PHILADELPHIA – Can a reliever lead the major leagues in blown saves and still have a strong season?
Success is defined in different ways, especially for relievers, and Edwin Diaz’s numbers for the Mets are hard to downplay. Among those who came in on Wednesday was a 1.80 ERA and the best strike per. Nine innings rate in MLB at 18.9. But then there was the fact that he only had seven attempts to blow up four saves.
“I know that out of the four blown saves, we won two of the fights and we lost two,” Diaz said through an interpreter before facing the Phillies at Citizens Bank Park. “So what I’m trying to do is help the team stay in the game so they can win that game and then eventually be able to help them get to the playoffs.”
This hardly resembles Diaz’s disastrous first season with the Mets, where he surrendered 15 homers in 58 innings and struck out a 5.59 ERA. Diaz returned home to Puerto Rico last offseason determined to improve and has succeeded.
All in all, he has been the strongest link in a bullpen that last month lost Seth Lugo to fill a void in the starting rotation. But it did not help Diaz’s case that one of his meltdowns occurred at Yankee Stadium in the Subway Series. Since allowing home worker to Aaron Hicks, the right-hander had made six appearances without allowing a run, coming in on Wednesday.
He was asked if there is anything about the idea that pitching in ballpark absent fans this season has eased the pressure and helped him thrive.
“I do not think that is the case,” Diaz said. “As professional athletes, we expect to have fans in the ballpark, and that’s the way we prepare. This offseason – I know last season did not go as I wanted – I prepared even harder and also with the expectation that there would be fans in the ballpark.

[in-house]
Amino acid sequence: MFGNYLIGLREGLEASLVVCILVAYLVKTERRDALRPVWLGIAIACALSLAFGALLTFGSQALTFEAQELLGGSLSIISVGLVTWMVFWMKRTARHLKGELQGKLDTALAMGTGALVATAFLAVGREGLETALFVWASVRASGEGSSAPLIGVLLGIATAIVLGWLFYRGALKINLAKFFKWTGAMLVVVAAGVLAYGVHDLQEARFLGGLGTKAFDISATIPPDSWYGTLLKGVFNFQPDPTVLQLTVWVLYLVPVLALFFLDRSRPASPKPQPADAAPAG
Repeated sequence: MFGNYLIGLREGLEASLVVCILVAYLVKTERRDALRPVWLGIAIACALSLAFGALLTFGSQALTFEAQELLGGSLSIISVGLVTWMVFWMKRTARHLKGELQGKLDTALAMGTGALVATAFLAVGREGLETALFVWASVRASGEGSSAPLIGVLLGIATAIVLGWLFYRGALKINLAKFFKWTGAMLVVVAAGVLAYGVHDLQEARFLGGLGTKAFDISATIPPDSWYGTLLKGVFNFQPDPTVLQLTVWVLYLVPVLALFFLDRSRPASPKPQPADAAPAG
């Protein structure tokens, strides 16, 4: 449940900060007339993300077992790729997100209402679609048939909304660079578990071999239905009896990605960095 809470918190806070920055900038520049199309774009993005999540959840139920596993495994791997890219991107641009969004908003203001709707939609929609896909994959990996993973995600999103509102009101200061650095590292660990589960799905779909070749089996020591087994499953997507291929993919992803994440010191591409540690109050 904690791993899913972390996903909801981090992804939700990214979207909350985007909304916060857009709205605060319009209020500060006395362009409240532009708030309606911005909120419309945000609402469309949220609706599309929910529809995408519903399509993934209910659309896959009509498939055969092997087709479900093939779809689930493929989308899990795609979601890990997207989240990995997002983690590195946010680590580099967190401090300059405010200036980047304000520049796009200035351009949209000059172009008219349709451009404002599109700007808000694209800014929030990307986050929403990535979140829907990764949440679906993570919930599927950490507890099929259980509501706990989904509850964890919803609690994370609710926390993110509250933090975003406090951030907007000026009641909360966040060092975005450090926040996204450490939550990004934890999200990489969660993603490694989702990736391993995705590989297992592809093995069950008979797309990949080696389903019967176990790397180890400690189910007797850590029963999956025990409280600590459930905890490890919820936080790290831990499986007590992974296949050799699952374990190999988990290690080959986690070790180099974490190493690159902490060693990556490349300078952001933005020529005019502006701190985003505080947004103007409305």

“I think if we would have had fans this year, the results would be the same as I have right now because I have put a lot of work into these results.”
A turning point for Diaz may have taken place after a shocking performance against the Red Sox early in the season. Diaz, who had not pitched in five days, told manager Luis Rojas he needed more frequent work. Rojas has pretty much stuck to a schedule of pitching Diaz every other day until this past week. When Diaz entered Tuesday’s match, he had not turned up in almost a week.
But Diaz, who struck out to the side in his inning against the Phillies, said he kept sharp by throwing his bullpens as if they were game situations.
“[Diaz] worked hard to get to this point, ”Rojas said. “His level of trust is really high. He matches things together. We’re always heard his stuff was electric. There was one game [against Boston] where he was really emotional with it when he performed and he did not get strike calls. There were different things that happened and I thought things were going a little too fast for him but I think this guy did a good job of just adjusting to coming back.
“There’s one thing he told us, ‘I want to hit more.’ When you are used in a closer role, there is sometimes a certain situation where you do not come four or five days in a row, which just happened to him. He told us that the more we use him, the better, and we challenged him and said we should use him earlier in different situations when he came in and he showed up every time. ”